“I’ve always been interested in people’s abilities to shape their own environments,” says architectural designer Chazandra Kern. “Design should be equitable and accessible. Everyone in the process should have a voice.” At Los Angeles nonprofit LA Más, the young talent has found her peers. Having joined the place-based studio in 2015, Kern has been heading its Backyard Homes Project, which helps alleviate the city’s housing shortage one accessory dwelling unit—or granny flat—at a time. The Northern California native and University of Oregon graduate assists Angelenos in navigating city permitting, designing, building and leasing said ADUs in their own backyards to low-income tenants. The replicable process has, in turn, inspired community organizations in other cities to follow suit for their neighbors.
“Our overall mission is to design and build initiatives that promote neighborhood resiliency and elevate the agency of working-class communities of color,” she explains of the hybrid organization— combining design, community development and community engagement—which focuses its efforts on Northeast LA and empowers residents to gain “equitable access to the power and resources to shape their future.” During the early months of the COVID-19 pandemic, LA Más began a phone tree to ask 1,000 Frogtown residents how it could help. Requests flooded in for food access, PPE and cash assistance. Realizing that these issues are long-term, and only exacerbated by the health crisis, Kern and her coworkers are evolving the nonprofit to serve these needs and abolish their systematic causes, both through design and policy.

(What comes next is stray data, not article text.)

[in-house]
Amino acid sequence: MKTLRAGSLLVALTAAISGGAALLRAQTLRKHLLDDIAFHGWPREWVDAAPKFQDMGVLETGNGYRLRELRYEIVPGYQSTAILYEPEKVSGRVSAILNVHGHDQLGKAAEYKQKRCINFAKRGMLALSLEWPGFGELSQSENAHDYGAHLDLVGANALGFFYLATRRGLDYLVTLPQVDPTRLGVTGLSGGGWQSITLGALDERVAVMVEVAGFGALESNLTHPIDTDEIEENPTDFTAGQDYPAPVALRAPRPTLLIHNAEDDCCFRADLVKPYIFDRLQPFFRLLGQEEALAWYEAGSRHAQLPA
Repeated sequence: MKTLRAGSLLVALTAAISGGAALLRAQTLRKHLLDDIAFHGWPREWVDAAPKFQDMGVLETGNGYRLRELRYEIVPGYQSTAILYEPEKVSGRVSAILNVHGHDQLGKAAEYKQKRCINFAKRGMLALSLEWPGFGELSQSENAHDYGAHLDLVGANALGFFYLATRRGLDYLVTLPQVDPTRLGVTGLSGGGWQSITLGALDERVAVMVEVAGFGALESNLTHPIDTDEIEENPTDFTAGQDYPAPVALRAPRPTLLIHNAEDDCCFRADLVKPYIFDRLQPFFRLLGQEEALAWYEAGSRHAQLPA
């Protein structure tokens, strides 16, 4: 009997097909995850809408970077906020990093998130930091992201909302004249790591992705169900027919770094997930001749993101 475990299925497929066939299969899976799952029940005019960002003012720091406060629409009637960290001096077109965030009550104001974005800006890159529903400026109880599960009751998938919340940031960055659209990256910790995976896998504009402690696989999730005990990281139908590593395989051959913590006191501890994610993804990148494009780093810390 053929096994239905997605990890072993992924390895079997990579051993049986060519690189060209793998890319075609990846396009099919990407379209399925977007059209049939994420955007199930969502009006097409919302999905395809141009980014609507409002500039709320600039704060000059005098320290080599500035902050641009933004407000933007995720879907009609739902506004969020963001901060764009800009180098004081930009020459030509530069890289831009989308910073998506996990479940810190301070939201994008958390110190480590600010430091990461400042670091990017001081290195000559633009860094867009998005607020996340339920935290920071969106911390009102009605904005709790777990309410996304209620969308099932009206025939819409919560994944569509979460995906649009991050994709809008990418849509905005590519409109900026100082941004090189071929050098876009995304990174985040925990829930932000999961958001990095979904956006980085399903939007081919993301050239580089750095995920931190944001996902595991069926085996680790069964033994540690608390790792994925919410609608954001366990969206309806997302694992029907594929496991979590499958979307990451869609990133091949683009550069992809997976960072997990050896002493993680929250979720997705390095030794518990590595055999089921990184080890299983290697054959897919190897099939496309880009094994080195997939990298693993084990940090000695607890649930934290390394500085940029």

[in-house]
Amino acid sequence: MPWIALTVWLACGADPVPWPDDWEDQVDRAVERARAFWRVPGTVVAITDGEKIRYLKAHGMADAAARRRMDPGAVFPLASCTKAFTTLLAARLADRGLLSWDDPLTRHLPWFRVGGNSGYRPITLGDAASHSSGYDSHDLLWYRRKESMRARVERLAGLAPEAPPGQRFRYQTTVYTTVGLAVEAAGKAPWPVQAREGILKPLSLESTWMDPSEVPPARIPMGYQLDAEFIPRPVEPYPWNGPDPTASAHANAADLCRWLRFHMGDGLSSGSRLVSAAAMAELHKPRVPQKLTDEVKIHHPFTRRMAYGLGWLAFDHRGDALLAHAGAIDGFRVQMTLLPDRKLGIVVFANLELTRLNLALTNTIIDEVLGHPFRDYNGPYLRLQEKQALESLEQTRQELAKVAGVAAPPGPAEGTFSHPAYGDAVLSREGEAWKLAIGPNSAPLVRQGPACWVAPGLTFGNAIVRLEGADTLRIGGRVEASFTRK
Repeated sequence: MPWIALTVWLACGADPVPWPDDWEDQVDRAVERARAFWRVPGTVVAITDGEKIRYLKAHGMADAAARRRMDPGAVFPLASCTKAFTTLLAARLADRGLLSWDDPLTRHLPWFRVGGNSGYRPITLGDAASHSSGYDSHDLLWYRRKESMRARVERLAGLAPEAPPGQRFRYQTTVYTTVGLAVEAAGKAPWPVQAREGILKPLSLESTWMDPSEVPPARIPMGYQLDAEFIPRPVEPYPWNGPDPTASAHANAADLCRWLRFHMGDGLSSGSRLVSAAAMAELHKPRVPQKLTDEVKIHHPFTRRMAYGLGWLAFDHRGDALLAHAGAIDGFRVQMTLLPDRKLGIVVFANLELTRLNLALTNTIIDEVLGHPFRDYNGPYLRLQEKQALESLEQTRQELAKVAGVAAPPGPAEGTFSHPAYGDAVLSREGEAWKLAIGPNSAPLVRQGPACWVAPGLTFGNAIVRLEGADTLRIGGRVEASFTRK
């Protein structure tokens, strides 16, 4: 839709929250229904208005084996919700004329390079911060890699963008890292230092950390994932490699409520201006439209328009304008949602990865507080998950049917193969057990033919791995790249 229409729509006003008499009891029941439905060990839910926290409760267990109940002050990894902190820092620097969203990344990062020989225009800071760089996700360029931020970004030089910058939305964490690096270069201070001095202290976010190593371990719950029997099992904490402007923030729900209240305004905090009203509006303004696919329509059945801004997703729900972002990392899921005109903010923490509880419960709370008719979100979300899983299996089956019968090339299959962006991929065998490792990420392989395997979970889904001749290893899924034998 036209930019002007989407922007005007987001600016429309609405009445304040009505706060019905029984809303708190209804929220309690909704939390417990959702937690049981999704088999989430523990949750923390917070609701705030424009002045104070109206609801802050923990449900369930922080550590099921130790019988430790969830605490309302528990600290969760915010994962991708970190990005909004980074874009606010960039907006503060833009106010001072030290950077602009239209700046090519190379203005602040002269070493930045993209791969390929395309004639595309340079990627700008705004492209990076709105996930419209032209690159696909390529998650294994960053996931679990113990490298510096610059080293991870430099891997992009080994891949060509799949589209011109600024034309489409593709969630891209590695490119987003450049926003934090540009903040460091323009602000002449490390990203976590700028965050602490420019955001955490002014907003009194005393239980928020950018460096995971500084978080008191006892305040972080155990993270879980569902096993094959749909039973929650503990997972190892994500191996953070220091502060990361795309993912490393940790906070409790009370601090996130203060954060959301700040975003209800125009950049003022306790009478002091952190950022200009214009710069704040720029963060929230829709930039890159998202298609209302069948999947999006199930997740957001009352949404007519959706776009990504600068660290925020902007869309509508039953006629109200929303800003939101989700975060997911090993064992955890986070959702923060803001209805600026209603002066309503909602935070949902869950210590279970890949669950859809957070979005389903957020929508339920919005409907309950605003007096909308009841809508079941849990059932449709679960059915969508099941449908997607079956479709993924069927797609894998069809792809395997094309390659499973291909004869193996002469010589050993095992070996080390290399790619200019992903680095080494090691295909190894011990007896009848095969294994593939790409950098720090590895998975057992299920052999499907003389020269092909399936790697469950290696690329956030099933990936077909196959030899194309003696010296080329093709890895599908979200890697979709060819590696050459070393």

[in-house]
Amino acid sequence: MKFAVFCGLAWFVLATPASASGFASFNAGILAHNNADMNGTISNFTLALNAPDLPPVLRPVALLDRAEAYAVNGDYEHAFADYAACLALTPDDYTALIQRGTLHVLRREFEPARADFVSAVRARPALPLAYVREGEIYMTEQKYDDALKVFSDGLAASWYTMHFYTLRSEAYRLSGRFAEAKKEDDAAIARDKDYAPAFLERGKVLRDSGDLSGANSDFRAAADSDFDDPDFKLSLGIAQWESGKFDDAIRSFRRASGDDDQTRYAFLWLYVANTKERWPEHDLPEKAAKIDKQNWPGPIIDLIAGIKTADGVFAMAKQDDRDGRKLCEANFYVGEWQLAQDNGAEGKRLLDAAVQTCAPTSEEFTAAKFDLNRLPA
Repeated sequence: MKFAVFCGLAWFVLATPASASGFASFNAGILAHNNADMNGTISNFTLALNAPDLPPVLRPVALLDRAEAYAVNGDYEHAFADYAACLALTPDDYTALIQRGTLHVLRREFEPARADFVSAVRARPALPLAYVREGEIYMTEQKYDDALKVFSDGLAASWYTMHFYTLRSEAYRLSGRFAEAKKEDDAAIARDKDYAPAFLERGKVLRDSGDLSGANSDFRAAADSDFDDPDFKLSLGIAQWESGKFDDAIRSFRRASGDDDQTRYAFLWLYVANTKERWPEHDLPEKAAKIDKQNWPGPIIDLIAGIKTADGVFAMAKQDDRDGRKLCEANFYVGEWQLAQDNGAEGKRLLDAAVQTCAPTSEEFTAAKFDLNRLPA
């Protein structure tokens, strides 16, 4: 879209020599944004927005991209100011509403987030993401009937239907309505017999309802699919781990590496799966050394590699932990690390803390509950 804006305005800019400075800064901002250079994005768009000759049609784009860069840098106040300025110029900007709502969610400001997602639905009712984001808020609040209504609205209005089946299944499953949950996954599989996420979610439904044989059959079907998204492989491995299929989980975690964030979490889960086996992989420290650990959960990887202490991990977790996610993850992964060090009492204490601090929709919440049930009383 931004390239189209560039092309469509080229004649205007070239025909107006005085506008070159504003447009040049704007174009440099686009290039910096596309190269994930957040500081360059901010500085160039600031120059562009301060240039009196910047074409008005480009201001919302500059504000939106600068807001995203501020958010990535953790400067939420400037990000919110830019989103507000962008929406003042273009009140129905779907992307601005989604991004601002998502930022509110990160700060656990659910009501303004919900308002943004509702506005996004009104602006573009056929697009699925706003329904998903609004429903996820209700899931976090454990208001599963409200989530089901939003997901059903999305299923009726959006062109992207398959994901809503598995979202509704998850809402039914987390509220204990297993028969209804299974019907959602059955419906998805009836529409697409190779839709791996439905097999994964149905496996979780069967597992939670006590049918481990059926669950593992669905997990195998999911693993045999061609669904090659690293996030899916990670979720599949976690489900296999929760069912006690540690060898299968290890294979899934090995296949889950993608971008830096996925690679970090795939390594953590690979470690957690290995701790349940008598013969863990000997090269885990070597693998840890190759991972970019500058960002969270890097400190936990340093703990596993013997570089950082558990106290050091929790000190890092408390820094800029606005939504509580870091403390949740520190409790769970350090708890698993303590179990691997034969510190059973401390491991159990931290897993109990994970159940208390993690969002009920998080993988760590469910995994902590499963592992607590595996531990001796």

These are topics that the designer has grown quite familiar with this past year. At Cal Poly Pomona, she co-taught an architectural studio on spatial justice with LA Más co-executive director and cofounder Elizabeth Timme. She also volunteers her time with another nonprofit, Design As Protest, where she helped to develop an anti-racist design justice index written by 200 BIPOC designers. A second-generation Filipina-American, Kern approaches her community work as a listener first. As she explains: “You can only move at the speed of trust.”